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Today we’re announcing the general availability of Azure Monitor for virtual machines (VMs), which provides an in-depth view of VM performance trends and dependencies. You can access Azure Monitor for VMs from the Azure VM resource blade to view details about a single VM, from the Azure Virtual Machine Scale Sets (VMSS) resource blade to view details about a single VM scale set, and from Azure Monitor to understand compute issues at scale.
Azure Monitor for VMs brings together key monitoring data about your Windows and Linux VMs, allowing you to:
- Troubleshoot guest-level performance issues and understand trends in VM resource utilization.
- Determine whether back-end VM dependencies are connected properly and which clients of a VM may be affected by any issues the VM is having.
- Discover VM hotspots at scale based on resource utilization, connection metrics, performance trends, and alerts.
Performance views are powered by Log Analytics, and offer powerful aggregation and filtering capabilities including “Top N” VM sorting and searching across subscriptions and regions, aggregation of VM metrics (such as average memory) across all VMs in a resource group across regions, percentiles of performance values over time, and breakdown and selection of VM Scale Set instances.
It can be challenging to monitor thousands of VMs. Our performance views were created to address this problem. You can use them to figure out which VMs are resource constrained, which ones are having logical disk or memory consumption issues, or to get performance diagnostics.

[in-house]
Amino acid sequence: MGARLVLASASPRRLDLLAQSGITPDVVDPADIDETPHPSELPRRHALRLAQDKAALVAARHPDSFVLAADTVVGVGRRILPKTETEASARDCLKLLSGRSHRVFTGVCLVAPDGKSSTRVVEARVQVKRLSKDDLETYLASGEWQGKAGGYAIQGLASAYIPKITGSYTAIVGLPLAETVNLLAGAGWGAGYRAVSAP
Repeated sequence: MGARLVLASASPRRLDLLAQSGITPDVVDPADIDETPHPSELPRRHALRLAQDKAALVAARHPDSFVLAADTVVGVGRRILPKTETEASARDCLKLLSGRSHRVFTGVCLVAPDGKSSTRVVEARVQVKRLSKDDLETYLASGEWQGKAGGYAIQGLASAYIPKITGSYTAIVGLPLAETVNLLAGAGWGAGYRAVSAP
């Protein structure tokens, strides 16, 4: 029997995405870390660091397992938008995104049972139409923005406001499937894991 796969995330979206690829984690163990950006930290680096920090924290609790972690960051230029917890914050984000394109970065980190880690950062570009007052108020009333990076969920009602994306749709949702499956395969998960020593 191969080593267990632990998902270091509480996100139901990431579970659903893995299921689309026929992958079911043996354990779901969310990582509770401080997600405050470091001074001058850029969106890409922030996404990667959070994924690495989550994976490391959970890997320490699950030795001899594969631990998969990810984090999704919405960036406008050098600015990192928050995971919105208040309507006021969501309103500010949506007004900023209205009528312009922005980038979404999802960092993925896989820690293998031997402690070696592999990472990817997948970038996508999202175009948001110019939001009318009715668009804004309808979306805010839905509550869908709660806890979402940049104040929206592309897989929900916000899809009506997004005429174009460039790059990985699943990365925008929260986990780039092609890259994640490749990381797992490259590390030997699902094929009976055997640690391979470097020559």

Azure Monitor for VMs includes dependency maps powered by the Service Map dependency agent extension. Maps deliver an Azure-centric user experience, with VM resource blade integration, Azure metadata, and dependency maps for Resource Groups and Subscriptions. Maps show how VMs and processes are interacting and can identify dependencies on third party services. Azure Monitor for VMs also monitors connection failures, live connection counts, network bytes sent and received by process, and service-level latency.
In addition to the visual experience and group-level mapping in the user experience, you can query the data sets in Log Analytics to alert on spikes in network traffic from selected workloads, query at scale for failed dependencies, and plan Azure migrations from on-premises VMs by analyzing connections over weeks or months. To assist in this analysis we offer several workbooks that provide tabular views into this rich network data set.
To get started with an Azure resource, go to the resource blade for your VM or VM scale set and click on Insights in the Monitoring section. When you click Enable, you’ll be prompted to pick an existing Log Analytics workspace or create one.
Once you’re comfortable with the capabilities on a few VMs, you can view VMs at scale in Azure Monitor under Virtual Machines, and on-board to entire resource groups and subscriptions using our Get Started page, Azure Policy, or Powershell.
Check out our full documentation to get more details. Pricing is based on data ingestion and retention to your Log Analytics workspace. We’d love to hear what you like and don’t like about Azure Monitor for VMs, and where you’d like us to take it. Please click Provide Feedback in the user experience to share your thoughts.